In the evenings, we retreated to our three-level, four-bedroom luxury home, complete with outdoor hot tub and heated car garage. In the mornings, I’d strap on my skis and shuss right onto the trail. In the evenings, we’d relax together in front of the wood-burning fireplace, surrounded by elk chandeliers, cow-skin throws and snug couches.
The palatial home was roomy enough to sleep 10 people comfortably and was outfitted with all the perks and amenities one could imagine, and then some: video games for the kids, huge flat-screen TVs, Jacuzzi bathtubs, boot warmers, laundry, a house-wide stereo system, a state-of-the-art kitchen and even humidifiers in every room. Oh, and did I mention that the beds were made of local logs and antlers?
The two-story picture window looking out onto the mountain and the village was icing on the cake.
Our trip wasn’t only about skiing.
One morning, we were picked up before sunrise – which, at this latitude, means before 8 A.M. – by Yellowstone Tour Guides and headed south for the wilds of Yellowstone. Rocketing geysers, bubbling geothermal pools, thundering waterfalls and herds of roaming bison, elk and bighorn sheep make this one of the most unique and beautiful places on earth.
Half the earth’s geothermal activity takes place in Yellowstone, and it has the largest supervolcano in North America (the second-largest might be a chili place I’ve heard about in Queens). The landscape is little changed from the way it has looked for millennia, and the park goes to great lengths to keep it that way. Private vehicles are forbidden in winter, and the only way to see the park is on an accredited snowmobile or snow coach tour. We opted for the latter – basically, a van on tank treads – sitting in a warm cabin while making frequent stops to view wildlife and geothermal curiosities, including Old Faithful.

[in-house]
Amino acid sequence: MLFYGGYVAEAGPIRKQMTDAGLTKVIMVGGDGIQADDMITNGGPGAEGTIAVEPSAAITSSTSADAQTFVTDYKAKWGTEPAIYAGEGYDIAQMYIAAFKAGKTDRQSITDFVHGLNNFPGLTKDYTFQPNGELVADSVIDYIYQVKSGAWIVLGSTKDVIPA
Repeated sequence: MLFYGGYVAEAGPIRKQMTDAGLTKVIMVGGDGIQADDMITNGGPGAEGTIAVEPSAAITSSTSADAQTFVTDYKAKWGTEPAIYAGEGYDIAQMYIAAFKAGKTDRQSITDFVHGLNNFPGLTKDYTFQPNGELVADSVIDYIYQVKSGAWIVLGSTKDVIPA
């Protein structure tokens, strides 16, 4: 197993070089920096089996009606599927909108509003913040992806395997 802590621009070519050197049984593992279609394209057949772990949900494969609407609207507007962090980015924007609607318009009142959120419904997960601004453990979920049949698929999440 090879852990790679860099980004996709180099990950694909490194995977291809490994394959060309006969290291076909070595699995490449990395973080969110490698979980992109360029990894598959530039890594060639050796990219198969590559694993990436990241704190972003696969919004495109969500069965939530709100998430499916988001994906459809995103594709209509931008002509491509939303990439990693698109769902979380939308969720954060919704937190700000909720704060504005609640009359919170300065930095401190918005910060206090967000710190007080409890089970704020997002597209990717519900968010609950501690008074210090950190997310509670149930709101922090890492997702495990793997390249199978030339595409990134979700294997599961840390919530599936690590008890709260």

All along, our helpful guide, Doug Holstein, tutored us in the geology and biology of the park. When things got quiet in the cab, he regaled our group with gruesome but entertaining tales of foolhardy visitors who ignored park warnings and waded into geothermal pools – only to have their skin melt off, or worse. Good times.
With eight Alaskan huskies as our guides, we set out on an eight-mile loop through the Montana foothills on a ride as thrilling as it was beautiful.
The trip began with barking – lots of it. As our human guides hooked the dogs up to four different sleds, the dogs – mostly retirees and almost-rans from the Iditarod – went into a frenzy, yelping and jumping up and down on the snow. While the sleds stayed hooked securely to a truck, we got a quick lesson in how to drive them. Rule No. 1: Never abandon the sled. With my wife seated as passenger and I holding the reins, she turned around and shot me a look: Don’t abandon me to the dogs.
And then, we were off! In an instant, the cacophony of 35 barking canines was replaced by idyllic silence as eight panting huskies pulled us through open meadows and between towering fir trees against the backdrop of the Montana Rockies.
We picked up speed as we went over a hill. As the sled bounced around on the packed snow and the tree branches reached out to catch us, my wife and I found ourselves screaming in both pleasure and terror.